Young Australians set to pay for government policy mistakes
Published at The Conversation, Wednesday 10 December
Having enjoyed continuously increasing prosperity since the Second World War, Australians have come to expect that each generation will live a better life than the last. But this steady progress may be at risk. As shown in Grattan Institute’s latest report The wealth of generations, today’s young Australians may end up with lower living standards than their parents at the same age.
Young Australians will bear the costs of fiscal decisions made by past and present governments. The cost of rising government spending on older households and repaying government debt will fall most heavily on today’s young.
Younger Australians have always been net contributors to the budget. Under the generational bargain, people of working age pay more in taxes than they receive in government benefits and services. They then become net takers from the budget in retirement. Strong income growth allowed each generation to take out more from the budget that they put in. But the generational bargain is now at risk.
Many expect incomes will rise more slowly in coming decades, making transfers to older households less affordable. Affordability concerns are compounded by the growing size of net benefits received by older Australians. In 2010, governments spent A$9400 more per household headed by someone above 65 than they did in 2004.
This increase in net benefits for older households was a result of increased spending on health, higher Age Pension payments and lower income taxes.
Spending on pensions increased most with the Howard government’s changes to the pension asset test and the Rudd government’s 10% increase in the base pension rate. On the tax side, concessional superannuation tax arrangements now allow individuals above 60 to materially reduce their income tax liability, by up to $5000 a year. The seniors and pensioners tax offset can also reduce tax payable by up to $1600.
Spending on health has risen particularly fast. Health spending per person has increased for all age groups but it increased most in dollar terms for those above 60. Increased use of services, rather than population ageing has been the main driver. For example, technological improvements allow more medical procedures to be performed safely and successfully on those who are older.
Population ageing will magnify the cost of growing transfers to older households. As the baby boomer generation reaches the “draw down” phase of the generational bargain, Age Pension and government health spending will substantially increase. For example, the Productivity Commission estimates that state and Commonwealth government health spending will increase from 6.5% of GDP in 2011-12 to almost 11% in 2059-60.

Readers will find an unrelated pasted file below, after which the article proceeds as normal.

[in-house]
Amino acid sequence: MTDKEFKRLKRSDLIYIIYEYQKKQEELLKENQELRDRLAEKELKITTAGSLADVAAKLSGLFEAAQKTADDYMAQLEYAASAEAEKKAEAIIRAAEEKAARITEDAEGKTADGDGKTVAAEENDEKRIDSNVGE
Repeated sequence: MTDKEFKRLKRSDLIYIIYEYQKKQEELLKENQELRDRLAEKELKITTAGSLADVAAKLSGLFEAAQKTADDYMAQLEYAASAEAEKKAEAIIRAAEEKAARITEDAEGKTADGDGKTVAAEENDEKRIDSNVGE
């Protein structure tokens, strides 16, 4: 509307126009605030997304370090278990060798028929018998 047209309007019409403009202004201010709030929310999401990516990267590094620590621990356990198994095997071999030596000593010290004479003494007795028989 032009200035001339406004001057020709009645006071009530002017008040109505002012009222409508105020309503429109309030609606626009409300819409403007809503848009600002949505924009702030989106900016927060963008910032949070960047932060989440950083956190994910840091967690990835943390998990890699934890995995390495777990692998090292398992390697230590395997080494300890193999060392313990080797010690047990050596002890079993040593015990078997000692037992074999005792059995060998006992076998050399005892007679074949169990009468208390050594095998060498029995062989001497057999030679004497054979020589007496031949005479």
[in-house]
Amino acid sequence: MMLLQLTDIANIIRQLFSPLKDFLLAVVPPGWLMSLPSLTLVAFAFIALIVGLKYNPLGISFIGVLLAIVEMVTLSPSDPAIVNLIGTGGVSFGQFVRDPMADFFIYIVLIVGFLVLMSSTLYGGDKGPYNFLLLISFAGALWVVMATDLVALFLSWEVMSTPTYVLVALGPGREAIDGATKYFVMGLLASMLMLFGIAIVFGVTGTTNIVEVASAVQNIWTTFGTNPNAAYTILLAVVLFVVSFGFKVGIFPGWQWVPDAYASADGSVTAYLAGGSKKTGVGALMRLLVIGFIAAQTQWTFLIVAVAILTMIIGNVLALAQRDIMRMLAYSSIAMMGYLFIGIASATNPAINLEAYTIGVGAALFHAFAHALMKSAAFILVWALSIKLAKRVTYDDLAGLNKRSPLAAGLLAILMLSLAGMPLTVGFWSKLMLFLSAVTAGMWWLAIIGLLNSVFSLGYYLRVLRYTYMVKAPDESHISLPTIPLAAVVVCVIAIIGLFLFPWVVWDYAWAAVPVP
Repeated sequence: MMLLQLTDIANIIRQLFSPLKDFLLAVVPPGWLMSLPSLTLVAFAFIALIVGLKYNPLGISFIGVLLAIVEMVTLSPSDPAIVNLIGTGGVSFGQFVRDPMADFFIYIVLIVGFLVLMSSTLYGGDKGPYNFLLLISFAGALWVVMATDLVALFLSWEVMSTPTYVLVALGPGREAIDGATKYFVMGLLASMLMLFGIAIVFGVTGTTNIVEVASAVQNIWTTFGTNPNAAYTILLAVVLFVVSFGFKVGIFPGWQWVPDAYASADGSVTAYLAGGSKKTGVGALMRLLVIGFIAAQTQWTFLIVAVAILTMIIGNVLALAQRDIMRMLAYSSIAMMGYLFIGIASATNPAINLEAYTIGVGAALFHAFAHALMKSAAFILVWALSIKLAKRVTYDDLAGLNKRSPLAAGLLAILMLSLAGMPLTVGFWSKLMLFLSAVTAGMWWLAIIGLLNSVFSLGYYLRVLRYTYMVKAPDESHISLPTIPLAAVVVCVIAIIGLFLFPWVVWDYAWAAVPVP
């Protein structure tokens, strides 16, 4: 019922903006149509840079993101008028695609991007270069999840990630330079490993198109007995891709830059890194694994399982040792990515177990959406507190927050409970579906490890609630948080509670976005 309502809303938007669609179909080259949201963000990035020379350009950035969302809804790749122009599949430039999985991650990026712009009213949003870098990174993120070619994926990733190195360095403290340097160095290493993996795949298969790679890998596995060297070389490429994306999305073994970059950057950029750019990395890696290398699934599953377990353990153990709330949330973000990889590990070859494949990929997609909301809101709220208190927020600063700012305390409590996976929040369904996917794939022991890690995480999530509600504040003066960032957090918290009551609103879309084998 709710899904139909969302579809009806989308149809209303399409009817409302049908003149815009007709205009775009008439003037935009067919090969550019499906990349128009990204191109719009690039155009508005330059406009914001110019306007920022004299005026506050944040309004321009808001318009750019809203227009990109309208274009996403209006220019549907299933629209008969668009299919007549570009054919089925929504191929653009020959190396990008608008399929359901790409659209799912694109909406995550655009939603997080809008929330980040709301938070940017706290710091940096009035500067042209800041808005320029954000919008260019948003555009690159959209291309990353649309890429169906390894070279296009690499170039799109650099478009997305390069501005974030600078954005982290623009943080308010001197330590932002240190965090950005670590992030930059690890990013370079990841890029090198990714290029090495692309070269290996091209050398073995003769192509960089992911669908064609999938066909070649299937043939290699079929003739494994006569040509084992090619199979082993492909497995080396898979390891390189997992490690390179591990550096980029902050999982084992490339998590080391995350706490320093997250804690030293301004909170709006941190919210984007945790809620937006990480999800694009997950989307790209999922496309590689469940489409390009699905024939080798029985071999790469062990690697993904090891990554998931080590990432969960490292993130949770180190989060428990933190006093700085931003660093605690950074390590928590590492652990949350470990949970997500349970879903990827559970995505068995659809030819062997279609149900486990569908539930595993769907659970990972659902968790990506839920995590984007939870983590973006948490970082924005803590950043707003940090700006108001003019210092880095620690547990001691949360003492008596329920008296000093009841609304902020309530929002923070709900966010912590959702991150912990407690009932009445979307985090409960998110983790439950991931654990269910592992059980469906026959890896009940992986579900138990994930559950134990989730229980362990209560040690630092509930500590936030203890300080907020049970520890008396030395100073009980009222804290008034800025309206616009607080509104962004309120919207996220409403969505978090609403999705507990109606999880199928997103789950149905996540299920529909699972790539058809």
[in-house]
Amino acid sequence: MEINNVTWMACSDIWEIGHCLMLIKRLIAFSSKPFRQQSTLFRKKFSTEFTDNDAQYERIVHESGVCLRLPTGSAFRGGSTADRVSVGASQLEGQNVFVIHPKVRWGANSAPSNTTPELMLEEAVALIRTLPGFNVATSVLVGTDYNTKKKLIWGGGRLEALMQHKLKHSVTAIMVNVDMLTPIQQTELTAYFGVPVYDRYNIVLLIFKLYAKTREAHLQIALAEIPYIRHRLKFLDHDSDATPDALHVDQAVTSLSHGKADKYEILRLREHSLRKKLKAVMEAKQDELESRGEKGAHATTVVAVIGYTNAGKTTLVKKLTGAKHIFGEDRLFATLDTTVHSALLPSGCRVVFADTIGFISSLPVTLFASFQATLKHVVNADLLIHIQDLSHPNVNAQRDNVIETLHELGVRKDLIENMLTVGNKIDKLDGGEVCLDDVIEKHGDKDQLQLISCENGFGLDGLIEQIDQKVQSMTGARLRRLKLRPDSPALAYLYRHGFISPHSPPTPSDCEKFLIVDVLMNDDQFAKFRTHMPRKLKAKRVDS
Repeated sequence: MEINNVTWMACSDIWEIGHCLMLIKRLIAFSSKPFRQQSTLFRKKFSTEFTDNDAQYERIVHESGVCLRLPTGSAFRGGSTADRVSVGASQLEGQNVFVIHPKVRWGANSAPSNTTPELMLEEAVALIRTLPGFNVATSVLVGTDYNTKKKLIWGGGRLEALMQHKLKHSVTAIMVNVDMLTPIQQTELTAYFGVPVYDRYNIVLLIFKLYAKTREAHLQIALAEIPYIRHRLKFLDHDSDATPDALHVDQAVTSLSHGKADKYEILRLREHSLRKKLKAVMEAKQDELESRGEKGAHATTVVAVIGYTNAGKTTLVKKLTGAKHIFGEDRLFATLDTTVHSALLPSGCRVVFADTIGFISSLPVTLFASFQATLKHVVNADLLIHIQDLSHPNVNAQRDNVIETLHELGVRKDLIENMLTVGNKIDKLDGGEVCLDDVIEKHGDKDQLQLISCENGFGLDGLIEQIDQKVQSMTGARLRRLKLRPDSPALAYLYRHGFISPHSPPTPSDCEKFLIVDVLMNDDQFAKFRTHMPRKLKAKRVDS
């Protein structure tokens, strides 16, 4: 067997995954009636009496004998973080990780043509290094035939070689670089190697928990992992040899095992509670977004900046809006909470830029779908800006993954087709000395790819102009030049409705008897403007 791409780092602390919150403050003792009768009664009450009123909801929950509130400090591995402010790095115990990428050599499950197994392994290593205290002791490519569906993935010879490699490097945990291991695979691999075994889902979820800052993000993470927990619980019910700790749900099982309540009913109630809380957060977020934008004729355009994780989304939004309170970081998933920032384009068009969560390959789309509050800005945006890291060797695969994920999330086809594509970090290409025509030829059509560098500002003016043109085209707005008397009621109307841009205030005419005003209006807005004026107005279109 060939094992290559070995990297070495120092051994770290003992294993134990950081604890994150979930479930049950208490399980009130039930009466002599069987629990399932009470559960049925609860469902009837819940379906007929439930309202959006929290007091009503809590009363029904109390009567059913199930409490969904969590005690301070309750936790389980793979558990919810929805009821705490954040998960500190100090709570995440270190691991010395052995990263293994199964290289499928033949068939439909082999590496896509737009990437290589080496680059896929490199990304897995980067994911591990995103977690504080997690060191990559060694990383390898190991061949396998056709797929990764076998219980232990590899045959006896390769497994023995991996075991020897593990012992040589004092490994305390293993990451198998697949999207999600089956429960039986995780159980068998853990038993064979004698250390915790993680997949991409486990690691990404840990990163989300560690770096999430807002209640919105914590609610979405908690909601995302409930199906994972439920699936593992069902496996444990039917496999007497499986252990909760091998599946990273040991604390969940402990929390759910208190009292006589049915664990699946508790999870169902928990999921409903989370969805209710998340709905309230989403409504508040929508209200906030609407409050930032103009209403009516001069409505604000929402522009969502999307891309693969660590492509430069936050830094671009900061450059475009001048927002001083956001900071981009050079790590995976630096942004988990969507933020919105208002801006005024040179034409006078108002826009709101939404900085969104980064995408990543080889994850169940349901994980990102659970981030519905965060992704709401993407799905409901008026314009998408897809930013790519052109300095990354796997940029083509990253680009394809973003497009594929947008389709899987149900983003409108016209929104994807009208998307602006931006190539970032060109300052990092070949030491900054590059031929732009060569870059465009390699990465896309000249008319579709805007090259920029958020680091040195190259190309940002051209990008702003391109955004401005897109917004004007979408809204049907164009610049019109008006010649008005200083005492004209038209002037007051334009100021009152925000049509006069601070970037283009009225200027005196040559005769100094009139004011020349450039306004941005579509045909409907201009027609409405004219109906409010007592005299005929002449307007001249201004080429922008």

Over the last six years, the increased spending on older households was funded through deficits. The cost of the increase in payments to households above 65 was about $22 billion a year. This was a substantial contribution to Commonwealth budget deficits which have exceeded $40 billion per year for four of the last five years.
The cost of these deficits will be worn by younger generations. To repay the accumulated debt, they will pay higher taxes or receive fewer government services. An annual deficit of $40 billion a year implies an additional future tax burden of around $10,000 for each younger household.
Prevention is better than cure
Government policy choices have contributed to the size of the future burden on young Australians. Other policy choices would reduce the risk of the next generation being worse off.
Targeting the Age Pension, reducing superannuation tax concessions and increasing asset taxes (such as taxes on land) could reduce the transfers between today’s younger taxpayers and older retirees. These reforms would fall most on those who have benefited from government largesse and paying lower taxes while deficits accumulated.
These reforms would also significantly contribute to solving government budget problems. Even if all the Commonwealth government’s stalled budget reforms were passed, they will be nothing like enough to bridge the budget gap. Larger scale tax and spending reforms are needed.
If government expenditures on health, pensions and superannuation concessions are cut because budgets cannot sustain them, this will also disadvantage younger Australians. Younger generations, on the wrong side of the drawbridge after the policies change, will have paid for benefits they will never get to enjoy. This strengthens the case for reforming these policies sooner rather than later, and limiting the scope of “grandfathering” provisions.
The generational bargain has served Australia well. Yet it will be undermined if some generations are asked to do more than their fair share. Reforms to pensions, superannuation tax concessions and asset taxation are needed to ensure the sustainability and fairness of the tax and transfer system. Without them, there is a real risk that our children and grandchildren will not enjoy the fruits of Australia’s prosperity as much as their parents.